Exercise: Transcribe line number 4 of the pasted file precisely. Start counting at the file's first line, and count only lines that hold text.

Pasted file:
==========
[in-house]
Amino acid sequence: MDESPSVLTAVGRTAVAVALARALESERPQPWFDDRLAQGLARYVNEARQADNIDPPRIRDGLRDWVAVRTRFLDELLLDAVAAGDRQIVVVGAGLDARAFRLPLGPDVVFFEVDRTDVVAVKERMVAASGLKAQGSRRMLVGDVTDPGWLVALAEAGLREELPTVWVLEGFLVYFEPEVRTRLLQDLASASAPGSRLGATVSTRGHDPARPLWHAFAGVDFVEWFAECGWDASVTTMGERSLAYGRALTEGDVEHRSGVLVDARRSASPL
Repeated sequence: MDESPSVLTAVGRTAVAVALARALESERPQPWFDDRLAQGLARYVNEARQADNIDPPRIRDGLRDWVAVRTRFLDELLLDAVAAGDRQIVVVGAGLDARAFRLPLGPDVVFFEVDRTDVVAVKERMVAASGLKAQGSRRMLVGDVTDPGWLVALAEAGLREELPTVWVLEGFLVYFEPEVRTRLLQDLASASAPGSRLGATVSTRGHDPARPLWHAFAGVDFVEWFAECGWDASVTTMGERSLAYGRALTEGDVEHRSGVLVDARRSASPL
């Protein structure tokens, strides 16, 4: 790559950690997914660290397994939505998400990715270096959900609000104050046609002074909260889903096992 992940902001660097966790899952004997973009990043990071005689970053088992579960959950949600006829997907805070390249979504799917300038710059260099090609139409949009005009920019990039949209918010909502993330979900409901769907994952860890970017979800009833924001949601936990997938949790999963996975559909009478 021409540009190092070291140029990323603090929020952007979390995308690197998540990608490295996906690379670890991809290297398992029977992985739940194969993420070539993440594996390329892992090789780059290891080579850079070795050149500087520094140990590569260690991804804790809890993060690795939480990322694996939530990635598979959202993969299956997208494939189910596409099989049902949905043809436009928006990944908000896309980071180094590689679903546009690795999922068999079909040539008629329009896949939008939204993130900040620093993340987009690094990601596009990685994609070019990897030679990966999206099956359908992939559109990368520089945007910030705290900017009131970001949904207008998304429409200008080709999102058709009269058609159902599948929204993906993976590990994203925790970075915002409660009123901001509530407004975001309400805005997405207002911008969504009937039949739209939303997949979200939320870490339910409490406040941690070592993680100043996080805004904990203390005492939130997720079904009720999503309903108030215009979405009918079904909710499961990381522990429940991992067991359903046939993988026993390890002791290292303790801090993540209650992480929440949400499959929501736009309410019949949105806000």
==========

């Protein structure tokens, strides 16, 4: 790559950690997914660290397994939505998400990715270096959900609000104050046609002074909260889903096992 992940902001660097966790899952004997973009990043990071005689970053088992579960959950949600006829997907805070390249979504799917300038710059260099090609139409949009005009920019990039949209918010909502993330979900409901769907994952860890970017979800009833924001949601936990997938949790999963996975559909009478 021409540009190092070291140029990323603090929020952007979390995308690197998540990608490295996906690379670890991809290297398992029977992985739940194969993420070539993440594996390329892992090789780059290891080579850079070795050149500087520094140990590569260690991804804790809890993060690795939480990322694996939530990635598979959202993969299956997208494939189910596409099989049902949905043809436009928006990944908000896309980071180094590689679903546009690795999922068999079909040539008629329009896949939008939204993130900040620093993340987009690094990601596009990685994609070019990897030679990966999206099956359908992939559109990368520089945007910030705290900017009131970001949904207008998304429409200008080709999102058709009269058609159902599948929204993906993976590990994203925790970075915002409660009123901001509530407004975001309400805005997405207002911008969504009937039949739209939303997949979200939320870490339910409490406040941690070592993680100043996080805004904990203390005492939130997720079904009720999503309903108030215009979405009918079904909710499961990381522990429940991992067991359903046939993988026993390890002791290292303790801090993540209650992480929440949400499959929501736009309410019949949105806000």